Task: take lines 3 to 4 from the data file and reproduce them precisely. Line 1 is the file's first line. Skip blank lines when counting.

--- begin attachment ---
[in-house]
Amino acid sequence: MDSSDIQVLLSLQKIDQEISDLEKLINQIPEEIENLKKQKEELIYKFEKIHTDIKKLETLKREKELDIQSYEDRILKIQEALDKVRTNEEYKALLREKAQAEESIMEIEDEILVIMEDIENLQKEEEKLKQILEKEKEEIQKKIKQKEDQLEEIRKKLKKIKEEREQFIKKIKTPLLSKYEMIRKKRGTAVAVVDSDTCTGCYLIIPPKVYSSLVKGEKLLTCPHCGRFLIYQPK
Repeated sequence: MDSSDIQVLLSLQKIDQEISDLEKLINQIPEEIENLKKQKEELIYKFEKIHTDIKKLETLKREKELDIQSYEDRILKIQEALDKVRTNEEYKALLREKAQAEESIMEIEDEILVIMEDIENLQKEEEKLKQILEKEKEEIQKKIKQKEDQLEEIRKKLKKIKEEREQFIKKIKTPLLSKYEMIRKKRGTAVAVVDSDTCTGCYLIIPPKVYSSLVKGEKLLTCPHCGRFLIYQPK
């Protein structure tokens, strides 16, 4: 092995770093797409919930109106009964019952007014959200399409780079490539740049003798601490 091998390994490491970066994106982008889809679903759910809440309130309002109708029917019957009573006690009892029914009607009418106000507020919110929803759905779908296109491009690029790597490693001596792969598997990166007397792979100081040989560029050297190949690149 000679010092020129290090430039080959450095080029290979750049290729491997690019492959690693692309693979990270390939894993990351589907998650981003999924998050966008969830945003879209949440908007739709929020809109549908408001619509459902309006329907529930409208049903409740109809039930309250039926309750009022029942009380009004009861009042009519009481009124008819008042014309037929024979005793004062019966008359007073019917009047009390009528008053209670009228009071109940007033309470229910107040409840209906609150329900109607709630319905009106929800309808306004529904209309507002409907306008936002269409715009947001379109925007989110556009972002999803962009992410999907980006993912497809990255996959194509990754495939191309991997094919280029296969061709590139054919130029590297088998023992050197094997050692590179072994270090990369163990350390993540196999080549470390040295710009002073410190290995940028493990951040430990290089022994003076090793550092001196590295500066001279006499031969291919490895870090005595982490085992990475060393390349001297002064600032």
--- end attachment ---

Repeated sequence: MDSSDIQVLLSLQKIDQEISDLEKLINQIPEEIENLKKQKEELIYKFEKIHTDIKKLETLKREKELDIQSYEDRILKIQEALDKVRTNEEYKALLREKAQAEESIMEIEDEILVIMEDIENLQKEEEKLKQILEKEKEEIQKKIKQKEDQLEEIRKKLKKIKEEREQFIKKIKTPLLSKYEMIRKKRGTAVAVVDSDTCTGCYLIIPPKVYSSLVKGEKLLTCPHCGRFLIYQPK
């Protein structure tokens, strides 16, 4: 092995770093797409919930109106009964019952007014959200399409780079490539740049003798601490 091998390994490491970066994106982008889809679903759910809440309130309002109708029917019957009573006690009892029914009607009418106000507020919110929803759905779908296109491009690029790597490693001596792969598997990166007397792979100081040989560029050297190949690149 000679010092020129290090430039080959450095080029290979750049290729491997690019492959690693692309693979990270390939894993990351589907998650981003999924998050966008969830945003879209949440908007739709929020809109549908408001619509459902309006329907529930409208049903409740109809039930309250039926309750009022029942009380009004009861009042009519009481009124008819008042014309037929024979005793004062019966008359007073019917009047009390009528008053209670009228009071109940007033309470229910107040409840209906609150329900109607709630319905009106929800309808306004529904209309507002409907306008936002269409715009947001379109925007989110556009972002999803962009992410999907980006993912497809990255996959194509990754495939191309991997094919280029296969061709590139054919130029590297088998023992050197094997050692590179072994270090990369163990350390993540196999080549470390040295710009002073410190290995940028493990951040430990290089022994003076090793550092001196590295500066001279006499031969291919490895870090005595982490085992990475060393390349001297002064600032």